Alan Watts argues with equal parts conviction and compassion that "the prevalent sensation of oneself as a separate ego enclosed in a biag of skin is a hallucination which accords neither with Western science, nor with experimental philosophy-religions of the East." He explores the cause and cure of that illusion in a way that flows from profound unease as we confront our cultural conditioning into a deep sense of lightness as we surrender to the comforting mystery and interconnectedness of the universe.  At the heart of the human condition, Watts argues, is a core illusion that fuels our deep-seated sense of loneliness the more we subscribe to the myth of the sole ego, one reflected in the most basic language we use to make sense of the world.  Watts writes:


    "We suffer from a hallucination, from a false and distorted sensation of our own existence as living organisms.  Most of us have the sensation that 'I myself' is a separate center of feeling and action, living inside and bounded by the physical body -- a center which 'confronts' an 'external' world of peole and things, making contact through the senses with a universe both alien and strange.  Everyday figures of speech reflect this illusion.  'I came into this world.' 'You must face reality.' 'The conquest of nature.'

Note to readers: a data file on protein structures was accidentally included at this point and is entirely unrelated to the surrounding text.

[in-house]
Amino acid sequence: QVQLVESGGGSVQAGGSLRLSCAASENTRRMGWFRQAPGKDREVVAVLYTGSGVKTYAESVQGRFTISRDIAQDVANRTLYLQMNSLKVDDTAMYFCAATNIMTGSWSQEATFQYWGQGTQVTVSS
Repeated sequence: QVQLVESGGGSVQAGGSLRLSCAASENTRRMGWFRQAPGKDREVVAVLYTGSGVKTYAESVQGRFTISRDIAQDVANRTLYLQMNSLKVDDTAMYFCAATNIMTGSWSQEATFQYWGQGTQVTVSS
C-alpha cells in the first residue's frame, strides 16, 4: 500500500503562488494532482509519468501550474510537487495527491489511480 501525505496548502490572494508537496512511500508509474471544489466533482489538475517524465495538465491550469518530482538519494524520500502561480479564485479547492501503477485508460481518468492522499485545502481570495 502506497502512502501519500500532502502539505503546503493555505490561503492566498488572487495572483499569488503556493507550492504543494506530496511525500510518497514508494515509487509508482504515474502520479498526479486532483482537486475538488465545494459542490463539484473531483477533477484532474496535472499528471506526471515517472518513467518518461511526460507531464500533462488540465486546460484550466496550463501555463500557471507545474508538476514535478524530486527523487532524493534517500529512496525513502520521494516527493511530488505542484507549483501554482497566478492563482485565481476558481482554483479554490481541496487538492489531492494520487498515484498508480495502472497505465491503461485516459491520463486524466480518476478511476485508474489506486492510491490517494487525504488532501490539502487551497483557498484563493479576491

"This feeling of being lonely and very temporary vistors in the universe is in flat contradiction to everything known about man (and all other living organisms) in the sciences.  We do not 'come into' this world; we come out of it, as leaves from a tree.  As the ocean 'waves,' the universe 'peoples.'  Every individual is an express of the whole realm of nature, a unique action of the total universe.  This fact is rarely, if ever, experienced by most individuals.  Even those who know it to be true in theory do not sense or feel it, but continue to be aware of themselves as isolated 'eos' inside bags of 'skin'."

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